87 V-87 Track Maintenance Tracks are maintained for their quality at each iteration –Tracks which receive new localizations after gating are updated for predicting track locations (e.g. using a Kalman filter) –Tracks which do not receive new localizations are declared miss-detected and hence penalized. Tracks which suffer a certain number of miss-detections are deleted. –New tracks, called tentative tracks, are created from unpaired new localizations.Tentative tracks get confirmed after few successive updates.

88 V-88 Target Dynamics Estimation Uses current localization estimates to give more accurate current and future estimates State estimation has its basics in least squares estimation Kalman Filter (KF) is a good candidate for doing recursive estimation: –Process noise can take care of target motion –Automatic KF gain adjustment allows appropriate combining of predicted locations and new localizer outputs –Estimation accuracy through covariance matrices that are helpful in data association – Prediction covariance matrix controls miss-detections Can use interacting multiple KFs in parallel to track multiple maneuvering targets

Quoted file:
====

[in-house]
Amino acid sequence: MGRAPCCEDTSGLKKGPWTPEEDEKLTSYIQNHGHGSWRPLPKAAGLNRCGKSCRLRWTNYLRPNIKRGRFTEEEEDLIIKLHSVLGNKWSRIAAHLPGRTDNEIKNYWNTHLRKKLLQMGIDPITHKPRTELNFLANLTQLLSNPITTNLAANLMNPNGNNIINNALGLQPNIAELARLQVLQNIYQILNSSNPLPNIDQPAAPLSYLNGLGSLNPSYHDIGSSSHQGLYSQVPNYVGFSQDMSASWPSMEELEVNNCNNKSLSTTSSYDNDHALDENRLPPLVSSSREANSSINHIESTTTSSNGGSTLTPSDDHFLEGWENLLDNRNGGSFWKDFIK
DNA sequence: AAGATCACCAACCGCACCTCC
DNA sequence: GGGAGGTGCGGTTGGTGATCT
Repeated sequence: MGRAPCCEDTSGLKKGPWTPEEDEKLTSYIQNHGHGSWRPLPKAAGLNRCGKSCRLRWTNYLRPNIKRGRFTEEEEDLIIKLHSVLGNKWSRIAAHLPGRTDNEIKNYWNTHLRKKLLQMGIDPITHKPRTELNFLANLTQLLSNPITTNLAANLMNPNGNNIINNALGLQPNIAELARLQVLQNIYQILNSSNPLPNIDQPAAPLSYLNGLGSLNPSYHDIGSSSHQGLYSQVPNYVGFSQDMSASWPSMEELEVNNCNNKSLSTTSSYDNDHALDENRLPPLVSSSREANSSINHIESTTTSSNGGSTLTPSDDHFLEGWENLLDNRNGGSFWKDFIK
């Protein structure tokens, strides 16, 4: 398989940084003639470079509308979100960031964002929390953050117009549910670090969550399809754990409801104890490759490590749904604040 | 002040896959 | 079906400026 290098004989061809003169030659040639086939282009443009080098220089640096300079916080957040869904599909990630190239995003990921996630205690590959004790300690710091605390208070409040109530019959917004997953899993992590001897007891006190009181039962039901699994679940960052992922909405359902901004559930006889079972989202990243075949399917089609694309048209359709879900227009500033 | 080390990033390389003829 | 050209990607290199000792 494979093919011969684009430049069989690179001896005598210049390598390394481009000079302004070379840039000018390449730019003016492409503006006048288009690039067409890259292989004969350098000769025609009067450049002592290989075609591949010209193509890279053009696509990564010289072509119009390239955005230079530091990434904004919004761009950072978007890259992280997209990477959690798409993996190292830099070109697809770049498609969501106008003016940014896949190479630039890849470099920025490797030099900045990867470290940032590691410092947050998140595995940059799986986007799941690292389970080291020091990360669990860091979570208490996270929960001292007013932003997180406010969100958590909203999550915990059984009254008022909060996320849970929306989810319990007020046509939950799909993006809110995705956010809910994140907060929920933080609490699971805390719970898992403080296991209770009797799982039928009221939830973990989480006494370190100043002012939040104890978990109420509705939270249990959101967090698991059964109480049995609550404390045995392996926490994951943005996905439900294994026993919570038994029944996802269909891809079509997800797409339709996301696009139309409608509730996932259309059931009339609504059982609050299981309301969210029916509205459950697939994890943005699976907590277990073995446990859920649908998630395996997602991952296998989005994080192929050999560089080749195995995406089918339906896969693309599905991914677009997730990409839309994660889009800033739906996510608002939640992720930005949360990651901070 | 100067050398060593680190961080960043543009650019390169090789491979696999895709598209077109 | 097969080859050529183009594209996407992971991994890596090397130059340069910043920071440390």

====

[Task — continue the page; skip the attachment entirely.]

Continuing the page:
89 V-89 Kalman Filter State of localizer outputs modeled by a linear stochastic difference equation Constant velocity model – acceleration modeled as white noise w(k) Measurement model: z(k) = Hx(k) + v(k) (location estimate) Measurement matrix H w(k) and v(k) represent the process and measurement noise. They are assumed to be iid, independent, and Gaussian p(w) ~ N(0,Q)p(v) ~ N(0,R) State Transition Matrix

90 V-90 Kalman Filter Iteration The localizer output z(k) is used to update the KF Filtered state: Gain update: Filt. state cov. update: Prediction: Pred. Cov. update: Covariance matrices Q and R are initialized by prior estimation from training data

91 V-91 Distributed Compression Pradhan, Kusuma and Ramchandran, IEEE Signal Proc. Mag., March 2002. X and Y iid 3-bit words. Correlated  maximum hamming dist. =1 Coset-1 Coset-2 Coset-3 Coset-4 000 111 100 011 010 101 001 110 000 001 010 100 111 110 101 011 000 100 101 110 000 010 011 110 000 001 101 011 110 111 010 100 101 111 001 100 011 111 001 010 Y outcomes Encoding X via cosets. Decoding X via cosets and Y encoder decoder Slepian-Wolf Coding Theorem decoderencoder

92 V-92 Information Driven Sensor Querying Feng Zhao, James Reich, Juan Julia Liu, Jie Liu, Patrick Cheung Palo Alto Research Center. IEEE Sig. Proc. Mag., March 2002. Select next sensors to collaborate so as to maximize information return while minimizing latency & bandwidth consumption Routing protocol to automatically direct a sensor query into regions of high information content (information utility measure) Tradeoff between maximum information gain and minimum transmission cost Posterior from S1 Posterior from S2 “Big” improvement! “Small” improvement! Sensor S1 Sensor S2 Current estimate Define dynamic constraints: Information utility: Mahalanobis Distance Energy utility: Query path length Target position “Tradeoff” parameterQuerying sensor position Routing node position